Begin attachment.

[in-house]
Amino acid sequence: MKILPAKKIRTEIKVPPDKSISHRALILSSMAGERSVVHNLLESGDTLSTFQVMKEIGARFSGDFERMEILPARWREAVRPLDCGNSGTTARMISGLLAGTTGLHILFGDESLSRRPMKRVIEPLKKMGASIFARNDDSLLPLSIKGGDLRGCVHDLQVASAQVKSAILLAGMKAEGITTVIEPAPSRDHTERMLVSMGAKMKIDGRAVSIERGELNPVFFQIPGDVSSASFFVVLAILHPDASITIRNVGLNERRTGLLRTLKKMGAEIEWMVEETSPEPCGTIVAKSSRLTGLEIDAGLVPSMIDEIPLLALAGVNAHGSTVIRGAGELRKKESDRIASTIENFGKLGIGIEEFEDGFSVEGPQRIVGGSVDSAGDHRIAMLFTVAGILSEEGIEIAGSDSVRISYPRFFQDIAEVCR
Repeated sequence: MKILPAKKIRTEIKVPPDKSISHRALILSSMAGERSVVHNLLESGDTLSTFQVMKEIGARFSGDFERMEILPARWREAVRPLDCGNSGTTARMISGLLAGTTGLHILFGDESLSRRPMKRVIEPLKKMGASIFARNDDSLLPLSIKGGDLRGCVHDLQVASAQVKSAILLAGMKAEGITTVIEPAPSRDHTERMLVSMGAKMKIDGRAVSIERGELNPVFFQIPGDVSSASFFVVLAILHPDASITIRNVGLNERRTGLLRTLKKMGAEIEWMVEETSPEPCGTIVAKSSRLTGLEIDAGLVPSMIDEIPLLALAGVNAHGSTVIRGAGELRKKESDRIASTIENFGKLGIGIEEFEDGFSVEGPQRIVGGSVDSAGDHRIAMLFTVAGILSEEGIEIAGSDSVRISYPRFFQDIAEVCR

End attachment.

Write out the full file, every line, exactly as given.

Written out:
[in-house]
Amino acid sequence: MKILPAKKIRTEIKVPPDKSISHRALILSSMAGERSVVHNLLESGDTLSTFQVMKEIGARFSGDFERMEILPARWREAVRPLDCGNSGTTARMISGLLAGTTGLHILFGDESLSRRPMKRVIEPLKKMGASIFARNDDSLLPLSIKGGDLRGCVHDLQVASAQVKSAILLAGMKAEGITTVIEPAPSRDHTERMLVSMGAKMKIDGRAVSIERGELNPVFFQIPGDVSSASFFVVLAILHPDASITIRNVGLNERRTGLLRTLKKMGAEIEWMVEETSPEPCGTIVAKSSRLTGLEIDAGLVPSMIDEIPLLALAGVNAHGSTVIRGAGELRKKESDRIASTIENFGKLGIGIEEFEDGFSVEGPQRIVGGSVDSAGDHRIAMLFTVAGILSEEGIEIAGSDSVRISYPRFFQDIAEVCR
Repeated sequence: MKILPAKKIRTEIKVPPDKSISHRALILSSMAGERSVVHNLLESGDTLSTFQVMKEIGARFSGDFERMEILPARWREAVRPLDCGNSGTTARMISGLLAGTTGLHILFGDESLSRRPMKRVIEPLKKMGASIFARNDDSLLPLSIKGGDLRGCVHDLQVASAQVKSAILLAGMKAEGITTVIEPAPSRDHTERMLVSMGAKMKIDGRAVSIERGELNPVFFQIPGDVSSASFFVVLAILHPDASITIRNVGLNERRTGLLRTLKKMGAEIEWMVEETSPEPCGTIVAKSSRLTGLEIDAGLVPSMIDEIPLLALAGVNAHGSTVIRGAGELRKKESDRIASTIENFGKLGIGIEEFEDGFSVEGPQRIVGGSVDSAGDHRIAMLFTVAGILSEEGIEIAGSDSVRISYPRFFQDIAEVCR